The NSCA’s monthly webinar painted an optimistic picture of what AV professionals can expect in the coming months and into 2022.
The NSCA held its monthly webinar on April 27, inviting chief economist Dr. Chris Kuehl to speak about the economic recovery AV professionals can expect now that COVID-19 vaccine rollouts are fully underway. Entitled “Dr. Kuehl’s Economic & Integration Market Outlook,” the hour-long session painted an optimistic picture of what’s to come over the next few months, as well as into 2022 and beyond.
Dr. Kuehl pointed to several promising signs that a “rapid rebound” has already begun. For one, US recovery is exceeding initial expectations, something demonstrated in the chart below. As depicted, the economy is expected to return to January 2020 levels of health by the end of this month—and according to the current forecast, that growth is unlikely to stop there.
Part of what’s driving this speedy recovery is that there’s more money flooding into the economy, and paired with the desire to return to business as usual, it’s increasing the demand for experiences and capital goods.
Dr. Kuehl also revealed that people are no longer referring to COVID-19 as the number-one problem they’re facing. That the virus has been pushed further back on their list of concerns bodes well for businesses and suggests we’re moving forward from the challenges of the past year.
“As recently as December of last year, if you did a poll asking what people were most concerned about–whether they were investors or the finance community or the business community or consumers–COVID-19 was at the top of the list and buried everything else. Nothing else was even making it into the Pantheon. You do that survey today, and COVID-19 is like number five or six, or even lower.”
Overall, it appears the US economy will continue to rebound in the coming months, and beyond that as well. As shown in the chart below, economists forecast a slight dip in 2022, but it’s unlikely to be damaging or long-lasting. As Dr. Kuehl pointed out during the NSCA webinar, this recovery will prove far steadier than what the US experienced following the 2008 recession.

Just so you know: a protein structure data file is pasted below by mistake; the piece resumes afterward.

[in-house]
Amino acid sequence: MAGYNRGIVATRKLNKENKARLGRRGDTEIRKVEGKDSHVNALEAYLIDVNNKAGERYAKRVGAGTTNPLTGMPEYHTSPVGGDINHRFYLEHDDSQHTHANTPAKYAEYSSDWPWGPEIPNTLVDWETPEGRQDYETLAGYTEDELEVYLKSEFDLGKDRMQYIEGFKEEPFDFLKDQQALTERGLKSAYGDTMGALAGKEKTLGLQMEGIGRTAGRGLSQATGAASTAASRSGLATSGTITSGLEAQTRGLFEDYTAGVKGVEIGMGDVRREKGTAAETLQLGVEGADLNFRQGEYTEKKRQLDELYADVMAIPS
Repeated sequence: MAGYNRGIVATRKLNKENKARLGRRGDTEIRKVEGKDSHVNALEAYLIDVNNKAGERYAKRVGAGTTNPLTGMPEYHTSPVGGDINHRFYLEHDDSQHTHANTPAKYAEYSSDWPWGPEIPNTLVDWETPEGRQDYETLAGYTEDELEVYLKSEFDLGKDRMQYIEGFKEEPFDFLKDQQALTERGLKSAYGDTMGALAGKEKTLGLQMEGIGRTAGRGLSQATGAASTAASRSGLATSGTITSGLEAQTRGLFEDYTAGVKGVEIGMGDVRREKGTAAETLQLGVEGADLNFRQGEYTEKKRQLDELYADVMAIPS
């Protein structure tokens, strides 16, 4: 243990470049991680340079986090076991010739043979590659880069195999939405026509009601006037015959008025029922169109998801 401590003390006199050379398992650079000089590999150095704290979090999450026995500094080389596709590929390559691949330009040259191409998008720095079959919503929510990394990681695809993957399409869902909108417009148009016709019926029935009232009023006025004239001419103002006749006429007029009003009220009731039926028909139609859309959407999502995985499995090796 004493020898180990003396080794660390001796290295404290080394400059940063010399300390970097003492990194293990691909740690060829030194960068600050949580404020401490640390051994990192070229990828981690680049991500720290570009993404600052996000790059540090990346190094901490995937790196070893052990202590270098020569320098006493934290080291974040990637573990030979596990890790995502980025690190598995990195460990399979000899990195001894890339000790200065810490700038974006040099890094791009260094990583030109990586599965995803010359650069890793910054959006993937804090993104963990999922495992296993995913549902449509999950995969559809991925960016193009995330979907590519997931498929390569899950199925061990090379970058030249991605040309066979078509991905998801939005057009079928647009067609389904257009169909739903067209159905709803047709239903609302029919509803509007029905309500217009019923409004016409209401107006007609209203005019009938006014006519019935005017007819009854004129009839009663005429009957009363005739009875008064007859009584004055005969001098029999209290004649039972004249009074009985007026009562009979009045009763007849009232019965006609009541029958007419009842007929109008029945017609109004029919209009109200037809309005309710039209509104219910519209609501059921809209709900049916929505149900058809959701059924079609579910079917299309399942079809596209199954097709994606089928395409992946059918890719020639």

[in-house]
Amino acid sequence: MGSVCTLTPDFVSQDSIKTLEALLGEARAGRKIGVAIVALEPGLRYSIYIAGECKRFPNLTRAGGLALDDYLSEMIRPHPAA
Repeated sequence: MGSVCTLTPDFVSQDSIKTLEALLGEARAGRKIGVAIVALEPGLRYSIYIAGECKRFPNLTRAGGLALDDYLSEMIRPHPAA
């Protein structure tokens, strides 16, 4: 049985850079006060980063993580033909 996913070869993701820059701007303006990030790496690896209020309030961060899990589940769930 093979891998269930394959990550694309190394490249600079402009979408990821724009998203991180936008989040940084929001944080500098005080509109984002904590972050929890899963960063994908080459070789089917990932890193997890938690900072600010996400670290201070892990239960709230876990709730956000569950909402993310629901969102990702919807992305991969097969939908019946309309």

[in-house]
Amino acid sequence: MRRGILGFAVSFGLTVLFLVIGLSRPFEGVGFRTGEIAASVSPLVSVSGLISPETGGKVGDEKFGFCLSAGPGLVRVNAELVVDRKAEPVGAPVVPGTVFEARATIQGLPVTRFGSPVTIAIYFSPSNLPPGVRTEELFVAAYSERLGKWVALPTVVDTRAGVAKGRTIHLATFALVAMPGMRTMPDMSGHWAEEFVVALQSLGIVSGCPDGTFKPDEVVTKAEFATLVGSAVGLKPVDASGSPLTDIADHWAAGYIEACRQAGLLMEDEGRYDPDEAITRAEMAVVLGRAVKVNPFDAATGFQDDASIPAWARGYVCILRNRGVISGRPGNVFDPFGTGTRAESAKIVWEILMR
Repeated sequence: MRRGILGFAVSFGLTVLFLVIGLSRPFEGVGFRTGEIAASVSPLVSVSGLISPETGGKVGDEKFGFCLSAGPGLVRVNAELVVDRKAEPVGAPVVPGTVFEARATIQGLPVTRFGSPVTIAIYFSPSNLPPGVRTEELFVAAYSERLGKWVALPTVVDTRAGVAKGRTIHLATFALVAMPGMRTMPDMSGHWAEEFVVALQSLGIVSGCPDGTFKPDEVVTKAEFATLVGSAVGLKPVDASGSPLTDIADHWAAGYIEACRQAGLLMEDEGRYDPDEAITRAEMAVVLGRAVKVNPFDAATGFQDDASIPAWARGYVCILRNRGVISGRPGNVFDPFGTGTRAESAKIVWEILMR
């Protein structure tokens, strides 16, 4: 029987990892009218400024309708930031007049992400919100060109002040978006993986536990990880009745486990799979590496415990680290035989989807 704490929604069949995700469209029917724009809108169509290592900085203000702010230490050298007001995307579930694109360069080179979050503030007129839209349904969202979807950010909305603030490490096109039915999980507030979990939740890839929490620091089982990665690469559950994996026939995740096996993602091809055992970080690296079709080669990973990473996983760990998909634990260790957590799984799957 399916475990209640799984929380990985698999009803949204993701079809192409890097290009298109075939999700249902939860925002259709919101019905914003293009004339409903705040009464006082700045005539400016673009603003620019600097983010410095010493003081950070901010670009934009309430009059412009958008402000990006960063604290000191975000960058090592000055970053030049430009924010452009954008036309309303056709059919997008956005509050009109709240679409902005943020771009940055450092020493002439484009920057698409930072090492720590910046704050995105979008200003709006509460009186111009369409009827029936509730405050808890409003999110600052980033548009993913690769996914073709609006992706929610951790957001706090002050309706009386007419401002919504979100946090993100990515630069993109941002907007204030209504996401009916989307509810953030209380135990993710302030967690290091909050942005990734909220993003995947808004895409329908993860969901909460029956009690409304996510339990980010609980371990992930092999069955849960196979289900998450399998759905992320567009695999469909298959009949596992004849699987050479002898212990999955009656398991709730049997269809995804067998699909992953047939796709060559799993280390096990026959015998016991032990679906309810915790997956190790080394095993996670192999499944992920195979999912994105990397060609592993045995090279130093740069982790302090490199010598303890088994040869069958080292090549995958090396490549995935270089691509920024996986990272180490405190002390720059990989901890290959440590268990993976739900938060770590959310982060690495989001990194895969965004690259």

What to Expect From a Return to ‘Normal’
As the country begins to reopen, Dr. Kuehl outlined some of the major things people can expect from a “return to normal.” His points reflected that, while people are eager to get back out there, some of the changes brought about by the pandemic will stick.
- More remote and hybrid work options. As companies inch back toward the way things were, Dr. Kuehl predicts more flexible workspaces will become a necessity. Although some of the enthusiasm surrounding remote work has dimmed, there are many employees who would like to maintain the flexibility to work remotely. Because of this, businesses are expected to embrace hybrid work models moving forward.
- A rebound in entertainment and live events. Due to COVID-19 restrictions nationwide, the entertainment and live events industries have taken a significant hit. Forced closures and limited venue capacities saw venues struggling to stay afloat, but once the majority of the population is vaccinated, Dr. Kuehl believes entertainment will be in high demand.
- Increased ecommerce. Although brick-and-mortar stores have reopened and will be capable of operating at full capacity soon enough, it’s likely online shopping will continue to appeal to people post-pandemic. Not only is ecommerce often more convenient than in-person shopping, but it will continue to appeal to consumers who remain cautious about COVID-19.
- A return to traditional learning—with a twist. Workplaces may begin to mesh remote work with the traditional office setting, but according to Dr. Kuehl, schools are less likely to follow suit. As things return to some semblance of normal, he believes there will be a full shift back to traditional learning—but that doesn’t mean everything students and teachers have learned over the past year will go to waste. Dr. Kuehl predicts that educational institutions will begin introducing more technology to their curricula, especially after seeing how it can enhance learning.
Inflation Is The Biggest Concern
Although most of Dr. Kuehl’s observations veered toward optimism, there was one concern he pointed to throughout the NSCA’s webinar: inflation. With the government printing so much money and consumer demand on the rise, it seems inevitable prices will begin to rise. This has already started to happen on a smaller scale, and Dr. Kuehl suggested it could become more noticeable later on.
Beyond the price of commodities increasing, Dr. Kuehl warned of the possibility that the Feds will raise rates. This would be greater cause for concern, but fortunately, there’s no guarantee it will come to that. Although the NSCA’s chief economist recommended keeping an eye on the situation, he continued to highlight the projections for growth heading into 2022. Overall, his webinar hinted that, while the U.S. isn’t out of the woods just yet, its economy is headed to a much better place than this time last year.
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